On a sunny fall afternoon, Terin Fischer pulled her empty granny cart down the north side of 18th street and into her store. Business was on the rise for Fischer, a high-end consignment shop owner. Her store had been so packed in the morning that she opted to run the necessary errands herself, a luxury problem in a business all about luxury.
“I’m on my way back from dropping off clothes at my tailor,” she said. “If a sweater is missing a button then I’ll have it repaired and then sell it for them. A lot of people won’t do that.”
Fischer, 47, owns Fisch for the Hip, a consignment store in Chelsea that, like others in the city, has seen holiday shopping boom. With unemployment hovering above 10 percent as gift-buying season begins, not every shopper balks at buying used designer clothing, bags and accessories as gifts for others.
“I think the recession has changed people’s shopping,” said Seena Stromberg, dodging one of Fischer’s two King Charles Cavaliers. Stromberg, 52, is a sales associate who has worked in the store for over a decade. “The mindset is, ‘I got you a Hermes bracelet but I got it at Fisch for the Hip’ and no one cares if it’s consignment.”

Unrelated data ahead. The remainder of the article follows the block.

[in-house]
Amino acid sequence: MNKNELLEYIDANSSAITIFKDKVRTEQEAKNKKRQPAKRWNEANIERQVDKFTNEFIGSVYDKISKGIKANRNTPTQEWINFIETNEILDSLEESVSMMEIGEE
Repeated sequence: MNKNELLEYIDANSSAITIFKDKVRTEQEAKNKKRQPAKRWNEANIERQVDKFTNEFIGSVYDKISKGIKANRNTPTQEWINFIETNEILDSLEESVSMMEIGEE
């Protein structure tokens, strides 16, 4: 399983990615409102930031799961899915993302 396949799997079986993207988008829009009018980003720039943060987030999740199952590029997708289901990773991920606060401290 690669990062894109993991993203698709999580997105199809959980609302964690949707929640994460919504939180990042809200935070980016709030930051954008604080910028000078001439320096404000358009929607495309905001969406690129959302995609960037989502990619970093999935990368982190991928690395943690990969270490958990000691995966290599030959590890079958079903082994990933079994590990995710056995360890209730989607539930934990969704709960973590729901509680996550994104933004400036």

“We’re the Hermes gods here,” added Katie Taylor, 24, another member of the sales staff.
Consignment involves handing over goods to be sold by someone else. That party, the consignee, then takes a percentage of the profits once the sale goes through.
Milo Bernstein co-owns INA Designer Consignment and has seen a steady increase in his business over the years.
“We’d like it for people to buy more gifts,” he said. “But we’re certainly selling more accessories as gifts over the holidays.” Bernstein, 38, runs the company’s five Manhattan locations.
The National Association of Resale and Thrift Shops (NARTS) estimates that the resale industry will see increased holiday sales this year. This prediction, based upon steadily increasing sales over the past year, is bolstered by the fact that 67% of NARTS members reported increased holiday sales last year.
Not all high-end consignment shops in the city have seen an increase, however. Up at Michael’s on Madison Avenue, manager Rosie Velez said that business had actually slowed down. There, it seemed, a traditional hesitancy prevailed.
“For us during the holiday time things have slowed down,” Velez, 30, said. “Most people don’t tend to shop for others in consignment stores. Our stuff is used.”